On-Site Magazine

Complacency: The great enemy to success

Print this page

June 1, 2013 by David Bowcott

When our perception of risk is at its highest, the diligence we take to manage it is equally high.   As time progresses and we succeed at managing the same risks over and over, the confidence we have in our ability to manage these risks increases (sometimes exponentially and often quite rapidly).  This is the essence of complacency and it assumes that all risks are static in the way they manifest and impact your project.  We know that’s not the case, but our confidence dilutes our initial paranoia thereby leaving us exposed to risk.

In the competitive construction marketplace the dilution of paranoia through an increase in confidence, often means the contractor will use their complacency to more aggressively price their projects.  It is after all a low price game, and if the contractor believes they have “mastered” a risk then it will most often reduce the resources that were once used to manage that risk, thereby giving the company a better chance to win the project.  In some cases, the contractor truly has “mastered” the risk and has gained a competitive advantage over its competition, thereby providing a greater chance of winning work.  That said, in some cases, the contractor believes it has “mastered” the risk when it has not, and by not adequately resourcing the management of said risk, they are leaving the project, the company, and its client exposed (ie., win now and pay later).

In the past few years owners have adopted some new delivery models and the track record of on-time, on-budget, and even operational certainty, have improved.  Even at my company, we’ve collected loss ratios from traditionally procured projects and compared them to those generated by some of these new delivery models, and there is a marked improvement.  These new models were just that, NEW, and given they were new, the paranoia of the contractors bearing the risk associated with them was never greater.  Often the paranoia was not only felt by the contractor, but in the case of Public Private Partnerships (P3s) the capital used to finance these assets was equally filled with paranoia. Given the above referenced complacency theory and it’s application to some of the new delivery models coming to market, is there a chance that complacency might be manifesting within these new models and as such performance results might deteriorate?  I believe that may very well be the case.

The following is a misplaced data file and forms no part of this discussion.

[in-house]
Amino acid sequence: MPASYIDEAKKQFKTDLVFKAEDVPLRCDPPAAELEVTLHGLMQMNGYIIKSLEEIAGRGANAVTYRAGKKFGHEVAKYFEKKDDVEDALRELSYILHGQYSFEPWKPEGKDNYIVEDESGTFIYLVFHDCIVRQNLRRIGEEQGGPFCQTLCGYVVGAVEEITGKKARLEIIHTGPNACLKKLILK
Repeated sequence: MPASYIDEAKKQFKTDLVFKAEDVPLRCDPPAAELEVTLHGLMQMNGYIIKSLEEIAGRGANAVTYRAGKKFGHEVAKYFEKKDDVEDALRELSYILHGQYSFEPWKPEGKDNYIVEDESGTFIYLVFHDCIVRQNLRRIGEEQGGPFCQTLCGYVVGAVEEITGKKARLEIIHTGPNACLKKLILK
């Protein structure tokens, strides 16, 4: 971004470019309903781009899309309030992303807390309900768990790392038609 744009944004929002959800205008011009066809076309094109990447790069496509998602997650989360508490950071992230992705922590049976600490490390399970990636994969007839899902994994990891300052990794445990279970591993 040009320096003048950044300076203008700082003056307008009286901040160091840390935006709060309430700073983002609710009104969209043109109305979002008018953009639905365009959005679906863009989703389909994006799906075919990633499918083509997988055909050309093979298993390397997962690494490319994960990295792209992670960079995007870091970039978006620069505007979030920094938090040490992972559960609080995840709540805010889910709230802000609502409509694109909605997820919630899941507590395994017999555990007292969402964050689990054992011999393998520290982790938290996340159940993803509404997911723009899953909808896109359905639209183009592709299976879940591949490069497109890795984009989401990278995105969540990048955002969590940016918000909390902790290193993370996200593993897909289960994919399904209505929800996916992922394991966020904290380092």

Looking at P3s, the paranoia resulted in the implementation of two major risk controls:

1.     Mandated Use of the A-Team – Those responsible for the risk, and those most paranoid, were driven to use their best people on these projects.  The A-Team was brought to the table from all parties involved in the project.  Often the best in a company are the most paranoid as they are always running scenario analysis’ in their heads imagining what could go wrong, but more importantly, using that imagination to take measures to ensure nothing does go wrong.

2.     Third-Party Oversight – Those that are the best at what they do are not afraid of the scrutiny of others.  Often if you ask the best in their field what makes them the best, the answer is the drive to always get better.  Third-party scrutiny was welcomed by the best, even though it may have been a requirement of others less familiar with construction (ie., the project finance stakeholders).  Just like the contractor brought their A-team to the table, the project finance stakeholders demanded the best teams of third-party scrutinizers.

So, back to complacency, the above risk controls played a primary role in making these projects successful.   The track record of success grew over time as the best from all stakeholders imagined risks and treated risks successfully.  This has gone on for several years now and it does appear that confidence in delivery is high, and competition is getting fierce.  These two facts are combining to create a potential for higher failure rates.  To be competitive, the A-teams are not being turned to as frequently (both within the contractor and from the third-party oversight community).  Paranoia is being diluted through greater confidence, and what once was a strong track record of success could start showing signs of deterioration.  If we want to maintain this strong track record, those involved successful delivery models should look to gauge paranoia levels and the application of A-teams on these projects.

David Bowcott is senior vice-president, national director of large/strategic accounts, AON Reed Stenhouse Inc. Send comments to editor@on-sitemag.com.

Print this page


Have your say:

Your email address will not be published. Required fields are marked *